Sometimes you just gotta eat the losses

2012-04-25 11:13

A lot of our problems come from people being obsessively focused, somewhat irrationally, on trying to absolutely eliminate things that they regard as losses. From the DMCA’s “anti-circumvention” rules to the attempts at making SOPA/PIPA (and new attempts to make the same laws again), there is a huge amount of damage being done or attempted in the hopes of completely eradicating copyright infringement.

This is the wrong strategy. As I’ve commented before, the win condition is not to minimize unauthorized copies, but to maximize sales, and these are not the same thing. And as a number of game developers and music sellers have discovered, trying to prevent unauthorized copies can hurt sales, because people end up not buying things because using them is too annoying. I haven’t bought a DRM’d PC game in years because I got screwed by DRM on some titles a few years back. Since then, no DRM. Companies that release games without DRM are doing pretty well, by contrast.

Now consider the elaborate schemes people come up with to try to reduce “waste” or “fraud”. And consider how expensive some of them get to be as people keep adding new elaborate hoops for doctors and patients to jump through, both in direct costs and indirect costs (like treatments that would have been cheap six months ago). It’s the same problem. Your goal should not be to “minimize fraud”. It should be to “minimize costs, both direct and indirect, associated with fraud”. And when your fraud-prevention strategy is expensive and introduces a lot of indirect costs, you’re no longer minimizing costs.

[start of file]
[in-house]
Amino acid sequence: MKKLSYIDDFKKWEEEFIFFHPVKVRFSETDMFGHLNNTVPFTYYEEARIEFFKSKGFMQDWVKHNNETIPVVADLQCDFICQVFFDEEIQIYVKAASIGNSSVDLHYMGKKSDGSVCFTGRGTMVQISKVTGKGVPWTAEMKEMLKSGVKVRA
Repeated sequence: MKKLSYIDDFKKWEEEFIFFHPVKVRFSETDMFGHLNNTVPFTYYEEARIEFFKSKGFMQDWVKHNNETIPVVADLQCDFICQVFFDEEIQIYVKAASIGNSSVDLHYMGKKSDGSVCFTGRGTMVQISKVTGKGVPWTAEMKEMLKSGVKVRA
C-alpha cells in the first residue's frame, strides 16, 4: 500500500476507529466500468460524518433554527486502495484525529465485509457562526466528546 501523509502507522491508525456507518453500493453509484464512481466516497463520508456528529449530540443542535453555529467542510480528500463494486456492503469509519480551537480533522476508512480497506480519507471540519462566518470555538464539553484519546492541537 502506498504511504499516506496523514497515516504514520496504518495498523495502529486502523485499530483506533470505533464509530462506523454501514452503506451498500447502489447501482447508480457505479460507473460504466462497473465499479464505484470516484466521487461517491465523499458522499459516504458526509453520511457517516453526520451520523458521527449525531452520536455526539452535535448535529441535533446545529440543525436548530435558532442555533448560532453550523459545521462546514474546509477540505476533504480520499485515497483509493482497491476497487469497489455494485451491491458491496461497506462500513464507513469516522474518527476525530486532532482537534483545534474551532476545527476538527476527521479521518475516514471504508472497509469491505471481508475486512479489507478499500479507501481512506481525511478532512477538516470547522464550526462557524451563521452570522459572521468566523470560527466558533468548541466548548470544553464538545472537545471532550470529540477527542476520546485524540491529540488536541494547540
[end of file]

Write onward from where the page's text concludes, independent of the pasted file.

This permeates all sorts of stuff people do, at every scale from personal to corporate to national. And it is crippling us in many cases. The PC game industry generally went to a “no returns on opened software” policy because, allegedly, tons of people were installing software, then returning it for a refund. SNEAKY!

But is the alternative working better? Stardock Games, the makers of Galactic Civilizations, offer 100% refunds, even on retail copies — for which they got paid only about 50% of the sticker price of the game. That’s not just foregone gains; that’s actual losses. But it’s made up for by the many more people who buy the game because they are confident they will be happy with it or get their money back. So even if you ignore the costs of the DRM software, and the support costs when the DRM software is what crashes (this was what permanently lost me; two games that used SecuROM suddenly stopped working at the same time, because the copy protection was buggy), there’s the simple fact that trying really hard to protect against unauthorized copies and fraud is costing sales.

Folks, it is time to move on and accept that there is gonna be some loss to cheaters, and errors, and so on… and instead of trying to completely eliminate it, work on minimizing its costs to you. That means talking about real comparisons, not made-up numbers like ascribing the full retail price to each unauthorized copy. And it means getting over an emotional hang-up about having total control over your world. You don’t. Stuff happens. Learn to live with it and you will be both happier and richer.

Peter Seebach




  1. Suddenly I wonder if we could convince a whole bunch of shareholders of this, and then get them to raise a fuss about fiduciary duty.

    Lory · 2012-04-26 16:03 · #